While so-called "big data" initiatives are not new to a number of industries such as large financial services firms, pharmaceuticals, and large cloud companies it is new to most organizations. And the low cost and ease of access of the software and hardware needed to build these systems, coupled with an eagerness to unleash any hidden value held within all of those enterprise data, are two trends that have sent large, next-generation database adoption soaring.
Unfortunately, the efforts to secure these systems haven't soared equally as high or as fast. But fortunately, that appears to be starting to change.
In many cases, analysts say, big data initiatives began organically, within small enterprise departments or teams, and without much, if any, IT oversight or governance. In a recent survey by IDG Enterprise of more than 750 IT decision makers, almost half (48 percent) of enterprises anticipate big data will be widely used by their enterprise within three years, while another 26 percent expect significant use within a business unit, department, or division.
When it comes to security, big data poses a number of interesting challenges. Some of the challenges arise for similar reasons that make the consumerization of IT and BYOD trends so challenging for many organizations. "This is a very compelling security story because we're watching small organizations pull down open source tools and, with only a couple of programmers, be able to out-scale the largest Oracle databases in existence," says Adrian Lane, analyst and CTO at information security research firm Securosis.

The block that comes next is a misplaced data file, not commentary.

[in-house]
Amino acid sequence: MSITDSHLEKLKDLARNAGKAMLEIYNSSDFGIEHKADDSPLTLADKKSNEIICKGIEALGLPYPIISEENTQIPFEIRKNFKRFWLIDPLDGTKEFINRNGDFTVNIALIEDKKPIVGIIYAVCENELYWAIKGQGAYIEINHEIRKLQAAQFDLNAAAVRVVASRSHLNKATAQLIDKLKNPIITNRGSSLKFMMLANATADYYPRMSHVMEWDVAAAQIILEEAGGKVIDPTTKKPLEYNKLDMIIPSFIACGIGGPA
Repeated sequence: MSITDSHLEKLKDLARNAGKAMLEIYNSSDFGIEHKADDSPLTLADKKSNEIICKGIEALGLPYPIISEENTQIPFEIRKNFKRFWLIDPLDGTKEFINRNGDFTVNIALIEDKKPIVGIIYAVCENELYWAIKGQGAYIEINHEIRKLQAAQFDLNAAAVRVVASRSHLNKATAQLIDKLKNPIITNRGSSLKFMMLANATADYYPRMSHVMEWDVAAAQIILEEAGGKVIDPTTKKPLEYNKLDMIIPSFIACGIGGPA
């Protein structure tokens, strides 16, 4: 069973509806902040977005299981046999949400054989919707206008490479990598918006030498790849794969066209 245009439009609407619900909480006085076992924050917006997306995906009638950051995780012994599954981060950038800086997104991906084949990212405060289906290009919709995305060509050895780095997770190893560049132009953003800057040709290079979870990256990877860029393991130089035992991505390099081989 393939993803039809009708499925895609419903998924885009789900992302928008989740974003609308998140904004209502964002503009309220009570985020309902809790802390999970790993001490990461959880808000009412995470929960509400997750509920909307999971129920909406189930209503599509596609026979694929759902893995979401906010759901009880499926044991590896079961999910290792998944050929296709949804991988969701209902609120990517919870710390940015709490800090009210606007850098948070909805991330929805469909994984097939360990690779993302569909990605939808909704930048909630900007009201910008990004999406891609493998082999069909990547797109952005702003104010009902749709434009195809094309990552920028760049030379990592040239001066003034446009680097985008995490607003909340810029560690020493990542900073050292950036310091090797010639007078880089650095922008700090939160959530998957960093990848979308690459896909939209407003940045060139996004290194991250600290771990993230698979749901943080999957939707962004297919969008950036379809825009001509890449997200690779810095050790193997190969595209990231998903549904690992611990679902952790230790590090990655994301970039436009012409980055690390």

"We're not talking about millions of dollars of infrastructure; we're not talking about large services teams parachuting people in and spending a couple of million dollars. We're talking agile, cost-effective, scalable modular databases that can be setup quickly by anyone," he says.
Now, add to that widespread and inexpensive access to large data sets and the reality that many enterprises don't know how to go about securing these implementations, and many vendors and open source projects don't have the security features that organizations need. There's the recipe for large privacy violations or a very large and costly enterprise breach.
It turns out that groups are starting to use these data. When Lane starting surveying organizations, he found that groups within the organizations actually were using these tools. "I was talking to marketing organizations that actually had hired data architects, under their own budgets, because they had interesting data that they wanted to mine. So, some of that went up to the cloud. Some of it was in-house, but there weren't any security controls on it, because that wasn't even part of the project's scope," Lane says.
Many times, these data were actually customer data that internal groups wanted to find out what behaviors and trends they could discern. Both Lane and David Mortman, another security analyst at Securosis, say that, almost universally, these teams believed there weren't any sensitive data in the database, but invariably that was not the case. "I'd ask them what they were doing for security, and they'd tell me they have logins; that was about the extent of it. It simply wasn't a part of the project scope," he says.
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